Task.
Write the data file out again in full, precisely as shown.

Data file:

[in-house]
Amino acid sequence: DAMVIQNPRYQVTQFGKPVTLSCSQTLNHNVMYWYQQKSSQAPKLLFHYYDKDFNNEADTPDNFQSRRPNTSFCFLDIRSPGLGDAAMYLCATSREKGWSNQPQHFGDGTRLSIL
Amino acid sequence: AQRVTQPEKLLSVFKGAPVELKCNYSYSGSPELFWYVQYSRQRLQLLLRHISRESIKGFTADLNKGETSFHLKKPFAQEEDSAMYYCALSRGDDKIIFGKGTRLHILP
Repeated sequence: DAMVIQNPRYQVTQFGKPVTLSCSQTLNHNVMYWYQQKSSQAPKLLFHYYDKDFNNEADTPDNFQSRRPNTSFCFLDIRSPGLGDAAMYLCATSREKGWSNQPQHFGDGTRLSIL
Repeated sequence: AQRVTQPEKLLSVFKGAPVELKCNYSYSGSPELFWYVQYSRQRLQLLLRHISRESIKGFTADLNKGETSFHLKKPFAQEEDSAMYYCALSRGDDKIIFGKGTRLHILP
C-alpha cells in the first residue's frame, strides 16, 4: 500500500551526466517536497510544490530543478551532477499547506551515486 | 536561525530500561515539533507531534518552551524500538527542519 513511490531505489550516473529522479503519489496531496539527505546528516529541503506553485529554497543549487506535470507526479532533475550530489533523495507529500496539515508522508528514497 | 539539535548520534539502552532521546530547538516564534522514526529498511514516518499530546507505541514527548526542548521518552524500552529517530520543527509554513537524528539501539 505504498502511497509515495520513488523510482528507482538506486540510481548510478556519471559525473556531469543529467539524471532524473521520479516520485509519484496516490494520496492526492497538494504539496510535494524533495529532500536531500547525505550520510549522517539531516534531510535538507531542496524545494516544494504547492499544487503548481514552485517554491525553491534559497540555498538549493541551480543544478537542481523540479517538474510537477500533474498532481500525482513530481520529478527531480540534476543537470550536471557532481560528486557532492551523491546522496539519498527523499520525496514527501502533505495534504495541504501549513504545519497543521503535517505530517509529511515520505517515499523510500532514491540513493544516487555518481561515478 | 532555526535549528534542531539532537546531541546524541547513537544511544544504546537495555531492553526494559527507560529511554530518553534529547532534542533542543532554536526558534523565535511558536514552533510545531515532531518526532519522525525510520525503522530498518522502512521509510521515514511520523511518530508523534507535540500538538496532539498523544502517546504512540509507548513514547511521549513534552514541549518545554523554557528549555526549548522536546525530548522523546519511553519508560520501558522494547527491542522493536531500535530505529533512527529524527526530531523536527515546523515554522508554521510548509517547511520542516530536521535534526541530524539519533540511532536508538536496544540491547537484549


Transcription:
[in-house]
Amino acid sequence: DAMVIQNPRYQVTQFGKPVTLSCSQTLNHNVMYWYQQKSSQAPKLLFHYYDKDFNNEADTPDNFQSRRPNTSFCFLDIRSPGLGDAAMYLCATSREKGWSNQPQHFGDGTRLSIL
Amino acid sequence: AQRVTQPEKLLSVFKGAPVELKCNYSYSGSPELFWYVQYSRQRLQLLLRHISRESIKGFTADLNKGETSFHLKKPFAQEEDSAMYYCALSRGDDKIIFGKGTRLHILP
Repeated sequence: DAMVIQNPRYQVTQFGKPVTLSCSQTLNHNVMYWYQQKSSQAPKLLFHYYDKDFNNEADTPDNFQSRRPNTSFCFLDIRSPGLGDAAMYLCATSREKGWSNQPQHFGDGTRLSIL
Repeated sequence: AQRVTQPEKLLSVFKGAPVELKCNYSYSGSPELFWYVQYSRQRLQLLLRHISRESIKGFTADLNKGETSFHLKKPFAQEEDSAMYYCALSRGDDKIIFGKGTRLHILP
C-alpha cells in the first residue's frame, strides 16, 4: 500500500551526466517536497510544490530543478551532477499547506551515486 | 536561525530500561515539533507531534518552551524500538527542519 513511490531505489550516473529522479503519489496531496539527505546528516529541503506553485529554497543549487506535470507526479532533475550530489533523495507529500496539515508522508528514497 | 539539535548520534539502552532521546530547538516564534522514526529498511514516518499530546507505541514527548526542548521518552524500552529517530520543527509554513537524528539501539 505504498502511497509515495520513488523510482528507482538506486540510481548510478556519471559525473556531469543529467539524471532524473521520479516520485509519484496516490494520496492526492497538494504539496510535494524533495529532500536531500547525505550520510549522517539531516534531510535538507531542496524545494516544494504547492499544487503548481514552485517554491525553491534559497540555498538549493541551480543544478537542481523540479517538474510537477500533474498532481500525482513530481520529478527531480540534476543537470550536471557532481560528486557532492551523491546522496539519498527523499520525496514527501502533505495534504495541504501549513504545519497543521503535517505530517509529511515520505517515499523510500532514491540513493544516487555518481561515478 | 532555526535549528534542531539532537546531541546524541547513537544511544544504546537495555531492553526494559527507560529511554530518553534529547532534542533542543532554536526558534523565535511558536514552533510545531515532531518526532519522525525510520525503522530498518522502512521509510521515514511520523511518530508523534507535540500538538496532539498523544502517546504512540509507548513514547511521549513534552514541549518545554523554557528549555526549548522536546525530548522523546519511553519508560520501558522494547527491542522493536531500535530505529533512527529524527526530531523536527515546523515554522508554521510548509517547511520542516530536521535534526541530524539519533540511532536508538536496544540491547537484549